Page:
We left Bayeux this morning to explore the D-Day beaches of Normandy. This is an experience that tests the mind and strains the emotions. It is difficult to wrap one’s three pound brain around the scope of the D-Day invasion of June 6, 1944 – the largest amphibious invasion in the history of the planet, and the turning point of the war.
The numbers are numbing – tens of thousands of fighting men, the hundreds of ships, paratroopers dropped behind enemy lines, mind-boggling logistics in coordinating all the supplies, an artificial harbor built in a matter of hours…everything about this episode in WW2, and in the history of mankind, is larger than life, including, unfortunately, the casualties.
We walked through two of the better visitor centers, wandered through the American Military Cemetery at Omaha Beach, where the carnage was the greatest, and talked with a local guide about navigating our group through these challenging historical and emotional straits next summer.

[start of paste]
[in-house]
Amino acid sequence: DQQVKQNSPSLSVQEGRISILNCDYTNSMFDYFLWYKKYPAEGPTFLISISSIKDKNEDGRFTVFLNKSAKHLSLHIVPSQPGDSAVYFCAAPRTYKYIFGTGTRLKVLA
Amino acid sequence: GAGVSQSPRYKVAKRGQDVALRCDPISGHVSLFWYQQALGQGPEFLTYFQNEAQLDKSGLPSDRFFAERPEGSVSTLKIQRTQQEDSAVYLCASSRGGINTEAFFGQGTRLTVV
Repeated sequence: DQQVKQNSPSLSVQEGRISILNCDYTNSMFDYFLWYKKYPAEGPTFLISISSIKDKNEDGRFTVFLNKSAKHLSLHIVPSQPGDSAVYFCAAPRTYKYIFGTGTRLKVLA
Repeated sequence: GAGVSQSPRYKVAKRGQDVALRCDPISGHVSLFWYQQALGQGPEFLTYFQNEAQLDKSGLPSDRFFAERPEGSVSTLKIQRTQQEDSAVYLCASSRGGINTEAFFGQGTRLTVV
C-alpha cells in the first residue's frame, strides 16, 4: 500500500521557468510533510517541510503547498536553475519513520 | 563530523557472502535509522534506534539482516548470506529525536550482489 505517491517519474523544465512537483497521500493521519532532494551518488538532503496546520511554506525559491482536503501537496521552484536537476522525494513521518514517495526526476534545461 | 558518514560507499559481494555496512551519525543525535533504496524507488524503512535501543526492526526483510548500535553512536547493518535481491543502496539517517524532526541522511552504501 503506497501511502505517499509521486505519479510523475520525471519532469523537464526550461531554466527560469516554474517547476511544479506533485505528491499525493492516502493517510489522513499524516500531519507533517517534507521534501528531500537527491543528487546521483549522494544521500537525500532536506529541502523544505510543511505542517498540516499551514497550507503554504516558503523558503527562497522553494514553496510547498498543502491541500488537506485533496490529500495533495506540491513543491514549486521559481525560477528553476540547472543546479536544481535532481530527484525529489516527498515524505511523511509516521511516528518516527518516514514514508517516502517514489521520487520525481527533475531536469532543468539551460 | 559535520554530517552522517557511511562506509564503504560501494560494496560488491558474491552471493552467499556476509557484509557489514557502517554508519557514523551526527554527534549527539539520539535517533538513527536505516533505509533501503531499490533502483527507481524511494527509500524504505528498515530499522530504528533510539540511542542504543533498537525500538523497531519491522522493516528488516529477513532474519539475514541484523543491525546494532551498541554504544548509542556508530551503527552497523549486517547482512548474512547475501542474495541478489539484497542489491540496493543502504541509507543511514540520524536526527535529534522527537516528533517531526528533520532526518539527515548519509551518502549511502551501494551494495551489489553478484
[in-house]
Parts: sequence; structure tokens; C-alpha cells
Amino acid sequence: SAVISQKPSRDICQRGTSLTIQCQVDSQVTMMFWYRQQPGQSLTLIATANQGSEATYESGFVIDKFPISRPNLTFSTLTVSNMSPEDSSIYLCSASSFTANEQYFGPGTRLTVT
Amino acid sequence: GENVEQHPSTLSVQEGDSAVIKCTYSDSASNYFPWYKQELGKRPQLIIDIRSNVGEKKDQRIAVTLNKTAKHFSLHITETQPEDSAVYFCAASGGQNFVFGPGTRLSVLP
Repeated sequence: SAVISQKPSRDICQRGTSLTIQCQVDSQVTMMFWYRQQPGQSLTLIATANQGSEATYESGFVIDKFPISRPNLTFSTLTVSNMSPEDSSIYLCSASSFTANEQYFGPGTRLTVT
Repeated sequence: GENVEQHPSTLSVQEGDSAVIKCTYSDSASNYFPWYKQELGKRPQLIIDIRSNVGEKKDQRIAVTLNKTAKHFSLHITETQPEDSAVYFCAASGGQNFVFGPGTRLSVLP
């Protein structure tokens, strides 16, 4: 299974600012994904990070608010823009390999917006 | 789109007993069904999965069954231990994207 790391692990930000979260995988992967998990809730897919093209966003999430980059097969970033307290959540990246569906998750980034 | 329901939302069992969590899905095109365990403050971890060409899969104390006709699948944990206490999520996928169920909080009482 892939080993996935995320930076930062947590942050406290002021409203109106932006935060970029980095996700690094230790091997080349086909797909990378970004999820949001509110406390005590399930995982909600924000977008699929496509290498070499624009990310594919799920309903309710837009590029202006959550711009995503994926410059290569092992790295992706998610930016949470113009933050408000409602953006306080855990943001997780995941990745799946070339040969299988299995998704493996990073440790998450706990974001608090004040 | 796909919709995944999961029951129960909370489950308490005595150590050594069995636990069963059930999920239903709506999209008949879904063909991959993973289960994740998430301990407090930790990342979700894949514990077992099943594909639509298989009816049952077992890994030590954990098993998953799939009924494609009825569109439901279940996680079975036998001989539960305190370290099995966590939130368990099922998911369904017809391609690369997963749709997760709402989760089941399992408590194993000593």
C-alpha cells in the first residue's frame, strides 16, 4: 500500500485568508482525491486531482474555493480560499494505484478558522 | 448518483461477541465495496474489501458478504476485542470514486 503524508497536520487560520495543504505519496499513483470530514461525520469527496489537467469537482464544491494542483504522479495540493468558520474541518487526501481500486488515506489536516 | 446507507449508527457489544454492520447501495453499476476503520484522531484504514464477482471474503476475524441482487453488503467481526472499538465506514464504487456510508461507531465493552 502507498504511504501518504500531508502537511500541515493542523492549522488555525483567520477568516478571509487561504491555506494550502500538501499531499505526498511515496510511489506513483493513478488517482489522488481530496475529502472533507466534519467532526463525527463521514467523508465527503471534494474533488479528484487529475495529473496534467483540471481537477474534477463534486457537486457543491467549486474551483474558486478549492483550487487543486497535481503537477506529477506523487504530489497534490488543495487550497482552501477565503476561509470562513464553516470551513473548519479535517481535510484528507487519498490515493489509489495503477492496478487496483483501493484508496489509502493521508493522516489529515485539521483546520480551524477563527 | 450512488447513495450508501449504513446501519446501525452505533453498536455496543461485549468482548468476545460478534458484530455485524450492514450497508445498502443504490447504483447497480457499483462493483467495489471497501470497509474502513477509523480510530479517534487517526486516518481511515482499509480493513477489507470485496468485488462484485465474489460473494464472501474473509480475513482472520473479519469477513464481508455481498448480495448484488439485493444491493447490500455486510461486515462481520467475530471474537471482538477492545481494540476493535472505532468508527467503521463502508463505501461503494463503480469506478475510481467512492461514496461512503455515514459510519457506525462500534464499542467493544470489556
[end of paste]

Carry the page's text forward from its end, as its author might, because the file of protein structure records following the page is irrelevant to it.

Right now we are blocking the entire day for the D-Day beaches, and hope to return to our base in Bayeux in mid to late afternoon.
Bayeux is a charming town with a village ambiance in the center. It was one of the first towns liberated, and we plan to stay in the Churchill Hotel – its walls lined with vintage photographs from the days of the Battle of Normandy. Our hope is that the gentle vibes of this delightful French town will provide an offsetting charm to the harsh realities we expose ourselves to on this day.
“Soldiers’ graves are the greatest preachers of peace.” Albert Schweitzer[/vc_column_text][/vc_column][/vc_row][vc_row][vc_column][vc_gallery interval=”0″ images=”8090,8093,8095,8096,8094″ img_size=”large”][/vc_column][/vc_row]